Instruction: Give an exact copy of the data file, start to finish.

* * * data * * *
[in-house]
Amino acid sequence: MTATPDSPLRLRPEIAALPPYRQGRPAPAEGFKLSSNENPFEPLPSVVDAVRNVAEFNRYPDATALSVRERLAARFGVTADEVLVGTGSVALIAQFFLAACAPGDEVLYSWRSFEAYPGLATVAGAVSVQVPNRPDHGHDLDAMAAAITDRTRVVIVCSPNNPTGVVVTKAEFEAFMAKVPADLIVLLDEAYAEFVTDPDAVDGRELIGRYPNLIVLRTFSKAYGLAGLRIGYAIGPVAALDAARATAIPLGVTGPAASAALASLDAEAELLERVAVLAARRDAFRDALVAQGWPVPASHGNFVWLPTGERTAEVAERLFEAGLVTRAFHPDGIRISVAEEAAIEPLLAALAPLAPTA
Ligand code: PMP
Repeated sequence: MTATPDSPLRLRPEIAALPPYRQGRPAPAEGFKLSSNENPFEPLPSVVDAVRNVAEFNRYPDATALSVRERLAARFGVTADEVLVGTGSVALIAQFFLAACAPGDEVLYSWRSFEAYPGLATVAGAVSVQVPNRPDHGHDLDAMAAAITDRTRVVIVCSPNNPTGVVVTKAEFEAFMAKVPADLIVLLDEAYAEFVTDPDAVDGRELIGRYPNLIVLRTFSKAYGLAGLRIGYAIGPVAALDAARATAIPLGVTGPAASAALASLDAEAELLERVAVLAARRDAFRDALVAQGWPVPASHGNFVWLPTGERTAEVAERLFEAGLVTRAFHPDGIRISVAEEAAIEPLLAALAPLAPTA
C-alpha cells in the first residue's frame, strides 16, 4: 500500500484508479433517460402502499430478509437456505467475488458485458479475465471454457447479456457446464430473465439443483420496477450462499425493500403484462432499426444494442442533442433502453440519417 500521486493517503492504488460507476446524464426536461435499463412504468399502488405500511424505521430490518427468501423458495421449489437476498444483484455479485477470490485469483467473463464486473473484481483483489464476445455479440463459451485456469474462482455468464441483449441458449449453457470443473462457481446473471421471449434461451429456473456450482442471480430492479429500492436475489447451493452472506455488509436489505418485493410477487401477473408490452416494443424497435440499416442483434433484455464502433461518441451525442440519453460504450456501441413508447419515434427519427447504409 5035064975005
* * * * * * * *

[in-house]
Amino acid sequence: MTATPDSPLRLRPEIAALPPYRQGRPAPAEGFKLSSNENPFEPLPSVVDAVRNVAEFNRYPDATALSVRERLAARFGVTADEVLVGTGSVALIAQFFLAACAPGDEVLYSWRSFEAYPGLATVAGAVSVQVPNRPDHGHDLDAMAAAITDRTRVVIVCSPNNPTGVVVTKAEFEAFMAKVPADLIVLLDEAYAEFVTDPDAVDGRELIGRYPNLIVLRTFSKAYGLAGLRIGYAIGPVAALDAARATAIPLGVTGPAASAALASLDAEAELLERVAVLAARRDAFRDALVAQGWPVPASHGNFVWLPTGERTAEVAERLFEAGLVTRAFHPDGIRISVAEEAAIEPLLAALAPLAPTA
Ligand code: PMP
Repeated sequence: MTATPDSPLRLRPEIAALPPYRQGRPAPAEGFKLSSNENPFEPLPSVVDAVRNVAEFNRYPDATALSVRERLAARFGVTADEVLVGTGSVALIAQFFLAACAPGDEVLYSWRSFEAYPGLATVAGAVSVQVPNRPDHGHDLDAMAAAITDRTRVVIVCSPNNPTGVVVTKAEFEAFMAKVPADLIVLLDEAYAEFVTDPDAVDGRELIGRYPNLIVLRTFSKAYGLAGLRIGYAIGPVAALDAARATAIPLGVTGPAASAALASLDAEAELLERVAVLAARRDAFRDALVAQGWPVPASHGNFVWLPTGERTAEVAERLFEAGLVTRAFHPDGIRISVAEEAAIEPLLAALAPLAPTA
C-alpha cells in the first residue's frame, strides 16, 4: 500500500484508479433517460402502499430478509437456505467475488458485458479475465471454457447479456457446464430473465439443483420496477450462499425493500403484462432499426444494442442533442433502453440519417 500521486493517503492504488460507476446524464426536461435499463412504468399502488405500511424505521430490518427468501423458495421449489437476498444483484455479485477470490485469483467473463464486473473484481483483489464476445455479440463459451485456469474462482455468464441483449441458449449453457470443473462457481446473471421471449434461451429456473456450482442471480430492479429500492436475489447451493452472506455488509436489505418485493410477487401477473408490452416494443424497435440499416442483434433484455464502433461518441451525442440519453460504450456501441413508447419515434427519427447504409 5035064975005